SAP unshackles PaaS from its HANA roots

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SAP unshackles PaaS from its HANA roots
SAP's Bernd Leukert (centre) and Rolf Schumann (right) at Mobile World Congress.

New name + new APIs = greater use?

SAP is hoping new APIs and microservices, as well as a new name, will encourage more of its traditional base to try the company’s three year-old platform-as-a-service (PaaS).

The company used Mobile World Congress in Barcelona to unveil a series of platform changes designed to convince more enterprise customers to adopt a hybrid operating model.

It has rebranded its PaaS as ‘SAP cloud platform’; previously it was known as ‘SAP HANA cloud platform’, but as it has evolved, the name choice became increasingly problematic.

“We have seen many customers that have been misled by the brand HANA cloud platform,” Bernd Leukert, ‎a member of the executive board of SAP SE, products and innovation, told iTnews.

“You get tired of explaining it is just a name but look at the capabilities.

“If the name is making the offering smaller than it is then we have to change the name. But it doesn’t mean that HANA is disappearing.”

The name change coincides with a fresh expansion of the number of services made available through the PaaS, notably around the internet of things and big data.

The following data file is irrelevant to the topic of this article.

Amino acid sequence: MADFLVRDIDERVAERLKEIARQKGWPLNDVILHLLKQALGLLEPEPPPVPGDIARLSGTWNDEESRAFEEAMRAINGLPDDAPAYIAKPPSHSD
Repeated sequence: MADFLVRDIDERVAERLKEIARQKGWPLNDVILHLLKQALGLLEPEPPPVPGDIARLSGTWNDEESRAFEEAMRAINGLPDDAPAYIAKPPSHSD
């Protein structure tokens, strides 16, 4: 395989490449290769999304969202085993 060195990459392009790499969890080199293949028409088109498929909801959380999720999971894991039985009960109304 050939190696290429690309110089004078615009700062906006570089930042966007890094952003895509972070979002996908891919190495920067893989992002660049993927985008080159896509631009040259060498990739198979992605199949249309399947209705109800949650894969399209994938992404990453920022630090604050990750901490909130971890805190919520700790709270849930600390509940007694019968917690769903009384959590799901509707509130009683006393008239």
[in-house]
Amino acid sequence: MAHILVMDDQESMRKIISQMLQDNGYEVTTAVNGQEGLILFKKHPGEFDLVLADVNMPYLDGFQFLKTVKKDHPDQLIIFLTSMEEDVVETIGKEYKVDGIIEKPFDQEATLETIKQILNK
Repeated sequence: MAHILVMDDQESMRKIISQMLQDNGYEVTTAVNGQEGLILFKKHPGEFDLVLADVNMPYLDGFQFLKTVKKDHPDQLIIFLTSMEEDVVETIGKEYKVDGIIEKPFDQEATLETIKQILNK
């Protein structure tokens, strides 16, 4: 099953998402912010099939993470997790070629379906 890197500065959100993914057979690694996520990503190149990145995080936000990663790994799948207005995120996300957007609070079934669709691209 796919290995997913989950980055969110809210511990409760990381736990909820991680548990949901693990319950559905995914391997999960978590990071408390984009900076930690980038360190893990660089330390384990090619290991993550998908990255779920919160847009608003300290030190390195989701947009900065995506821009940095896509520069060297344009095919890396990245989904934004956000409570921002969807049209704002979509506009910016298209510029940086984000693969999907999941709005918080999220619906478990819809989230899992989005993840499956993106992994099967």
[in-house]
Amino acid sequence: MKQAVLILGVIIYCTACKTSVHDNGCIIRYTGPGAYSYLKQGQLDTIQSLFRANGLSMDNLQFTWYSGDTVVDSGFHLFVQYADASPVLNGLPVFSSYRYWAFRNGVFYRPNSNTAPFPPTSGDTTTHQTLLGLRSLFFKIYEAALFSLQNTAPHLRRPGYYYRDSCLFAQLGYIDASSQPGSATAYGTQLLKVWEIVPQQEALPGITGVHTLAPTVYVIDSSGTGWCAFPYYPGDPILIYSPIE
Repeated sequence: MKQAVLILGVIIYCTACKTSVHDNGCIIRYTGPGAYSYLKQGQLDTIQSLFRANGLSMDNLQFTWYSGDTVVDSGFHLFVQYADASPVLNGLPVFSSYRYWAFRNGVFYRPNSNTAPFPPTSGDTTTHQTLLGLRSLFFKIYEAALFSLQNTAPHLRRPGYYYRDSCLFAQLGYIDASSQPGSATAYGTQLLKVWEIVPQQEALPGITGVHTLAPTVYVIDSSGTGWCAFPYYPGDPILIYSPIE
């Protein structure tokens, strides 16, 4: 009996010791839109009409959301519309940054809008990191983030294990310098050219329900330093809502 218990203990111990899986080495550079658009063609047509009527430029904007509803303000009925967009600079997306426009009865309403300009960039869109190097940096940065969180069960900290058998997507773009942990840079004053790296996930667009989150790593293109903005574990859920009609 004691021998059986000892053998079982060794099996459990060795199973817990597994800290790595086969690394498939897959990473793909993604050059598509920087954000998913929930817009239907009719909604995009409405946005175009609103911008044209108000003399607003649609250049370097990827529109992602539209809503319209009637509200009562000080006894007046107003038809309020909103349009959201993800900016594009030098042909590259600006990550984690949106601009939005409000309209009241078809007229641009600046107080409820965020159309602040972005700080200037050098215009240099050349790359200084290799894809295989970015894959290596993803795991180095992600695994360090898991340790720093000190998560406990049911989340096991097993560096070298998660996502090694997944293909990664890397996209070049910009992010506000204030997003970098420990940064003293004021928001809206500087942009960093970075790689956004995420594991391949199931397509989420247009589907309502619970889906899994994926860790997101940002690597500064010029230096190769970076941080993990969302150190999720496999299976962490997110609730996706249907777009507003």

Like other PaaS players AWS and Azure, the company has been progressively adding new services and APIs.

Some of the newer services unveiled come from past acquisitions; the IoT services are from SAP’s September 2016 purchase of Plat.One, while big data services have been added using technology from the acquisition of Altiscale.

“It’s a new brand but not for the sake of branding,” SAP CTO Rolf Schumann said.  “It shows that we have significantly enhanced the PaaS business.”

SAP is hoping a model of using APIs to tap customers’ existing data reserves, no matter where the data is held, will pay off.

Leukert said he did not see a future in repeating traditional architectural models for data analysis, which often required data to be extracted from source systems into a new location in order for the analysis techniques to be applied.

“If you think of machine learning, for example, there are other IT vendors that [still] think you have to replicate data in order to apply machine learning to it to get insights and then copy the results back into your execution system,” he said.

“I fundamentally think this is the architecture of the last decade.

“In the future you have to incorporate machine learning and deep learning into the existing application and provide value to the end user.

“The ETL process which was state of the art in the past will slowly disappear and be significantly reduced in enterprise architectures.”

Ry Crozier travelled to Mobile World Congress as a guest of SAP.

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